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Shady Deals – Unusual Plants for the Shade

Norma Evans

Gardeners are just beginning to appreciate the benefits of shade gardening. They become fans of shade when they realize less watering is required, there are fewer weeds, blooms last longer and the working environment is much more comfortable. And there are many, many interesting plants than can tolerate a little or a lot of shade. It probably helps that funkias were renamed hostas.

You will be convinced that the hybridizers are shade fans as well when you check out the many new, colourful Heucheras or coral bells on the market.. The blooms don’t count for much but the leaves are stunning. Gardeners thought that Palace Purple with its purple/wine leaves was absolutely marvelous. Now there is an almost black variety called Obsidian, apricot shades such as Peach Melba and Amber Waves, and a tiny variety called Petit Pearl Fairy. Maybe you would prefer Key Lime Pie. These plants are a "shoe-in" for partial shade.

The selection of different, grow-in-full-shade ferns revs up every year. Once the excitement and interest in the Japanese Painted Fern had died down, then a couple of relatives turn up. Ghost Fern is a paler version of the painted fern and a couple of attractive red stemmed varieties are being shown in the garden shops.

More green ferns are now available to liven up the deep shady areas. Maidenhair Ferns, spleenworts, Holly ferns and crested varieties and what are called congested types can be found in nurseries. A green conversation starter is Athyrium ‘Dre’s Dagger’. It is unusual, interesting and hardy. Folks planting in woodland areas may be surprised at what can be found in the way of interesting ferns. Do read the tags carefully as many "new" varieties are Zone 6 and may need extra winter protection. In addition, some may require acid soil. Not new but now more available is Autumn fern and a new cousin Brilliance fern.

Rodgersias do make a statement in the shade.. They are large, very tall plants that have creamy or pink blooms. The long-stalked leaves can be 24 to 30" across. They come from China and Japan, like a rich, moist soil and are hard to overlook in a woodland garden.

Brunneras, known as perennial forget-me-not, are a great shade plant that deserves a spot in a woodland garden. Jack Frost is a new and very popular variety with silvery leaves and blue flowers that are darker than its annual cousin. The shimmering sliver leaves will brighten any dark corner and glow until frost. The variegated variety of Brunnera has large green and white leaves and is much larger than Jack Frost. It is a stunning plant which seems to need more light than the other varieties and is a little difficult to place but worth the effort.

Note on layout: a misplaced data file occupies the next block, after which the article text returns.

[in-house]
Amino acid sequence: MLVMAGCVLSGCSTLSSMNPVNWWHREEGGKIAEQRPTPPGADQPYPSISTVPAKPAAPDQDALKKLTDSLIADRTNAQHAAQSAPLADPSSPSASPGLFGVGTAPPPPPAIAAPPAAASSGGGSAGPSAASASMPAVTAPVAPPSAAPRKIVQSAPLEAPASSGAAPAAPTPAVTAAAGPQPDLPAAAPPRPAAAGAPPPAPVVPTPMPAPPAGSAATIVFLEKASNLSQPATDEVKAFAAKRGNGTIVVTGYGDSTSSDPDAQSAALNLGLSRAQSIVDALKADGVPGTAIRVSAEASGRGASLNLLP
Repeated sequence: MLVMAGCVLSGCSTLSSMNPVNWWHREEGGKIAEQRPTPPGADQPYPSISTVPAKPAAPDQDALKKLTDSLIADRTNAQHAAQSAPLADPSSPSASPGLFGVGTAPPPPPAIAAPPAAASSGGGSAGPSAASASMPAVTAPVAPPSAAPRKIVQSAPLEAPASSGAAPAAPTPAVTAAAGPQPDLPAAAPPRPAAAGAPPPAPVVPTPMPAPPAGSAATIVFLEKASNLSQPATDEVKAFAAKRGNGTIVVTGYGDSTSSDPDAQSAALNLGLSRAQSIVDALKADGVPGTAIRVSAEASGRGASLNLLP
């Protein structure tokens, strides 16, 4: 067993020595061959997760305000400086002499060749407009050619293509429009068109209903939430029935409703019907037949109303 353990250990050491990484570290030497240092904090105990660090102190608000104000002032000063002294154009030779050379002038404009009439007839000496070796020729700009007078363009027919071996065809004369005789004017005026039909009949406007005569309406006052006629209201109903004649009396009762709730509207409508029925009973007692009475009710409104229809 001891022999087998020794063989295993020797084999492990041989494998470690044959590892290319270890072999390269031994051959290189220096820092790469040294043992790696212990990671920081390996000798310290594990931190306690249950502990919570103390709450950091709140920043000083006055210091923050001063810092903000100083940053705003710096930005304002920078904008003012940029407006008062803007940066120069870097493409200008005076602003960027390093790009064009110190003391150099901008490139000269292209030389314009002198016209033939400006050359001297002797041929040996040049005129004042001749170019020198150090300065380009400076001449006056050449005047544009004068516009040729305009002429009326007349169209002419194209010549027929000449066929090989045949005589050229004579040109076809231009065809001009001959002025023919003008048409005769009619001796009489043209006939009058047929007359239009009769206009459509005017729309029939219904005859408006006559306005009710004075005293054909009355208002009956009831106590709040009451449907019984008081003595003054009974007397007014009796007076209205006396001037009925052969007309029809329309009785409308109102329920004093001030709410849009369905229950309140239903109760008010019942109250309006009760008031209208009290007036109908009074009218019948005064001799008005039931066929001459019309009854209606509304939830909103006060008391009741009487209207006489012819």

Cimicifuga‘Brunette’ or black snakeroot at 5 to 7 feet gets high marks for elegance and presence. The large white plumes that appear late in the season and make for winter interest generally last until spring. The tall stalks seem almost wind proof. The flowers can be dried so enjoy them either outside or in.

Many grasses will thrive in partial shade. The queen among these is Hakonechloa ‘aureola’ a gorgeous waterfall of green and gold that will grow in full and partial shade. An underappreciated work horse in the grass department is Carex siderastica ‘variegata’. This green and white short perky grass will grow equally well in sun or shade and somewhat resembles a short narrow-leafed hosta. It is not invasive, just reliable.

A rose bush that deserves more accolades is Rosa Rubifolia with lovely mauve/green leaves. After it produces dainty pink blooms, the rose hips are attractive into late fall. When grown in the shade it needs regular pruning as it can "take off" looking for light.

One of the best Clematis for shade and very reliable is a pink blooming variety called. Hegley Hybrid. The more sun; the more bloom. However, 20 or so blooms in shade is not to be sneezed at and seem to wave cheerily.

Corydalis elata is a "wonderbar" plant – probably one of my top favourite shade plants. There is a corydalis nobilis that is a bulb, which is a real joy, blooms early and disappears and there are others including the common yellow types. But the real joy is the blue corydalis, some of which are not reliably hardy here. However, Corydalis elata has been grown in Peterborough since 1903, zone 3, from China growth is slow but there are now two lovely blue plants.

Kirengeshoma palmate is as large as a shrub 36 to 40 inches high and almost twice as wide. Few shade plants bloom late but this one has lovely yellow blooms on arching stems. It may grow in the ditches in Korea and Japan but it should have a place of honour in a large shade garden.

Many more wonderful shade plants are available and interesting foliage and colour combinations are easier with every year as interest in shade.